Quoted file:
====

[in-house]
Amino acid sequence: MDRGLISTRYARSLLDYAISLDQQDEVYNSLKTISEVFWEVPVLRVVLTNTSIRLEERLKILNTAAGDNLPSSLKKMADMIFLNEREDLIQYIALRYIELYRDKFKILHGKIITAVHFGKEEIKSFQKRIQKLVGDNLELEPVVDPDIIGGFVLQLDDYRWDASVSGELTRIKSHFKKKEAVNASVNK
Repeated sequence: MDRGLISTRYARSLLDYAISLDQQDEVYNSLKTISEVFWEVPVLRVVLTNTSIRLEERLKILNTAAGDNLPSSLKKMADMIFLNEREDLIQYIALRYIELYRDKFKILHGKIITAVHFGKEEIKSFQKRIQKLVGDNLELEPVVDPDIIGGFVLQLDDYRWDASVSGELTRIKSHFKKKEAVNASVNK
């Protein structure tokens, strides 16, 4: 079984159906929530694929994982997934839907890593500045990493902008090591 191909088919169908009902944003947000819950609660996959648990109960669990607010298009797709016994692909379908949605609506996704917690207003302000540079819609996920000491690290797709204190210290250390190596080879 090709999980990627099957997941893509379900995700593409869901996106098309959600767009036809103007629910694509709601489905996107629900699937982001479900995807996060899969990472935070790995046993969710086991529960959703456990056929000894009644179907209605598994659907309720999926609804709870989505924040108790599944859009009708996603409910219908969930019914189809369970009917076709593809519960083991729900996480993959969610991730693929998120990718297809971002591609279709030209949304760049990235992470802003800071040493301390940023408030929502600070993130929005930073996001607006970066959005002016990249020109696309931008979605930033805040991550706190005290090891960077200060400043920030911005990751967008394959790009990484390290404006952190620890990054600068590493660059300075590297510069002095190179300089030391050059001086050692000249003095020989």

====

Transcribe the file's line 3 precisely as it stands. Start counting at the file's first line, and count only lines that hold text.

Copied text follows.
Repeated sequence: MDRGLISTRYARSLLDYAISLDQQDEVYNSLKTISEVFWEVPVLRVVLTNTSIRLEERLKILNTAAGDNLPSSLKKMADMIFLNEREDLIQYIALRYIELYRDKFKILHGKIITAVHFGKEEIKSFQKRIQKLVGDNLELEPVVDPDIIGGFVLQLDDYRWDASVSGELTRIKSHFKKKEAVNASVNK